The UK Medical Cannabis Registry publishes findings which show a statistically significant improvement in health-related quality of life across all indications for enrollment following prescription of cannabis-based medicinal products (CBMPs) following six months of therapy.
The international peer reviewed journal ‘Cannabis and Cannabinoid Research’ has published new data this week from The UK Medical Cannabis Registry (“The Registry”) on the largest group of patients in the UK prescribed medical cannabis since the change law permitting doctors to prescribe cannabis-based medicinal products in 2018. 312 patients were included in the final analysis detailing medium-term quality of life and safety outcomes in patients prescribed Cannabis-based medicinal products (CBMPs) by specialists at Sapphire Medical Clinics (“Sapphire Medical”).
Patient-reported outcome measures following prescription of CBMP across the largest case series of UK patients since legalisation found statistically significant improvements in health-related quality of life in patients at one, three, and six-months. The most common primary diagnoses were chronic pain and neuropathic pain.
Across all patients at baseline, the average anxiety score was consistent with a diagnosis of generalised anxiety disorder. At follow up, the average score reduced to below clinically relevant levels. This builds on previously published data from the UK Medical Cannabis Registry which demonstrated clinically significant reduction in anxiety with a specific cohort of patients with generalised anxiety disorder. However, approximately 1 in 4 patients with a chronic illness will experience symptoms of anxiety within the previous two weeks. This suggests that in addition to condition-specific changes medical cannabis may also affect the experience of symptoms that often trouble those with chronic health problems. Adverse event incidence was 30%, with nausea being the most frequent (3.8%). In addition, patients also experienced improvements in self-reported sleep quality. Due to the study design, it was unable to definitively prove that CBMPs were the cause of the resultant change.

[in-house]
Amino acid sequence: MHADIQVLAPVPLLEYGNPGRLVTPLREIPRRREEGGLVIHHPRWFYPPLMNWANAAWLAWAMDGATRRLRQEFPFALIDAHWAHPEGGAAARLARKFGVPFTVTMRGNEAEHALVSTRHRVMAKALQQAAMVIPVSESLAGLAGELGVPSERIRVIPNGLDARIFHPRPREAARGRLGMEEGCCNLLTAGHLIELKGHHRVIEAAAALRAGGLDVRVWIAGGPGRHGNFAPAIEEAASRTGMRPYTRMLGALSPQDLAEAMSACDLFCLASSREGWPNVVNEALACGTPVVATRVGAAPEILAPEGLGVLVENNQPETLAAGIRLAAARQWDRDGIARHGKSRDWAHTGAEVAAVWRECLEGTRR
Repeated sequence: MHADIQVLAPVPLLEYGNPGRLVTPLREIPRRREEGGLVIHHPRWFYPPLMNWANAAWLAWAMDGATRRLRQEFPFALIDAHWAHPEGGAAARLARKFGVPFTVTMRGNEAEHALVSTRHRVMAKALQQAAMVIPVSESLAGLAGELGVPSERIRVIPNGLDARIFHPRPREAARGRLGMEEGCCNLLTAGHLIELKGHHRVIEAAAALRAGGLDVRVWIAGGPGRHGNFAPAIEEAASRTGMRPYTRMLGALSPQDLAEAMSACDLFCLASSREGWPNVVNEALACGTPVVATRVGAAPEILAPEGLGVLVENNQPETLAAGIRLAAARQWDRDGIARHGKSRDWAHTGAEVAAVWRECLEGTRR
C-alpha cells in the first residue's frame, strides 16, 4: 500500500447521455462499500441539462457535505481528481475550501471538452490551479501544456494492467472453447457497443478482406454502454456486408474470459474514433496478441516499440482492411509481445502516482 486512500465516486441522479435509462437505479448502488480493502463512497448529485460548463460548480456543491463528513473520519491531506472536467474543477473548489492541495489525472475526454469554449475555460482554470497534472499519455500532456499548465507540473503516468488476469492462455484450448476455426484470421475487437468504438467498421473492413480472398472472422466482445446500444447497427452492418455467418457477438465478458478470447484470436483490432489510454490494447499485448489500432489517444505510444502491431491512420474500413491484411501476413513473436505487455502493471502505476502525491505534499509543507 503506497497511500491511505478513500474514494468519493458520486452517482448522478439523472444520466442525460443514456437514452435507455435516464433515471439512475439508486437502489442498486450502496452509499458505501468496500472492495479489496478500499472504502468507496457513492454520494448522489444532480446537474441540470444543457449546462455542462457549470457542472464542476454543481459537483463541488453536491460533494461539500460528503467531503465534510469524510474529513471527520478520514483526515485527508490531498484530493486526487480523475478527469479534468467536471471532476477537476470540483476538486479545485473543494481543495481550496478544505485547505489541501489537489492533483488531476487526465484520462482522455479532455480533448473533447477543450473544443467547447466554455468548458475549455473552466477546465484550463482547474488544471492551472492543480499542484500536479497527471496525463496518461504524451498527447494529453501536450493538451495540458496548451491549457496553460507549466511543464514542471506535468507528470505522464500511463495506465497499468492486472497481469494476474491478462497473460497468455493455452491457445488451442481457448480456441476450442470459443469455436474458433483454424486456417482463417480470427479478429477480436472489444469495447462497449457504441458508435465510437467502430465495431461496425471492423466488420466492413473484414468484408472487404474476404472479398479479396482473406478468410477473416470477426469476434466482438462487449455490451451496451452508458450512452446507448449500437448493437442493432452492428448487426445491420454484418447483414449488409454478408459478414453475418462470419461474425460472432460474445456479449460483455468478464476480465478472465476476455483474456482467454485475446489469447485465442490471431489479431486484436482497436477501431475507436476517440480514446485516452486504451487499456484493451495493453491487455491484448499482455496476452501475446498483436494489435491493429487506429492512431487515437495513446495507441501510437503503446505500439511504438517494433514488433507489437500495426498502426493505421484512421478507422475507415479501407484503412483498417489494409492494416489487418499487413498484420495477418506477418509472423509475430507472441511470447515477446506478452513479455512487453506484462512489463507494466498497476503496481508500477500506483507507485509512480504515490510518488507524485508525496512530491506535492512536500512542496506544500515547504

There were more male participants, compared to female (55% and 45% respectively) with a mean age of 45. A minority of patients (36%) used cannabis daily before receiving care via Sapphire Medical. Findings from this research build upon data from Canada and New Zealand, respectively.
The Sapphire Access Scheme recently expanded to offer a further 2,000 patients’ affordable access to medical cannabis consultations. The Sapphire Access Scheme allows patients to be included for free in the UK Medical Cannabis Registry in addition to receiving access to appointments with experts in chronic conditions and medical cannabis for £50 per appointment. The Registry was the first such database in the UK and is also the largest. It has been set up by clinicians at Sapphire Medical, a multi-award-winning medical cannabis clinic, and the highest CQC-rated clinic of its kind. Medical cannabis was legalised in November 2018 and can be prescribed by specialist doctors when conventional therapy has not provided adequate symptom relief for conditions such as pain, anxiety, and multiple sclerosis.
Dr Simon Erridge, Head of Research and Access at Sapphire Medical Clinics, commented: “Real-World Evidence of patient safety and outcomes of patients prescribed medical cannabis is expanding rapidly. Whilst we now can identify condition-specific responses, understanding how all patients are responding to medical cannabis, and considering the very wide range of conditions that includes, is important as we review holistically the safety and efficacy of medical cannabis.”
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The publication is available freely via open access agreements https://www.liebertpub.com/doi/10.1089/can.2021.0145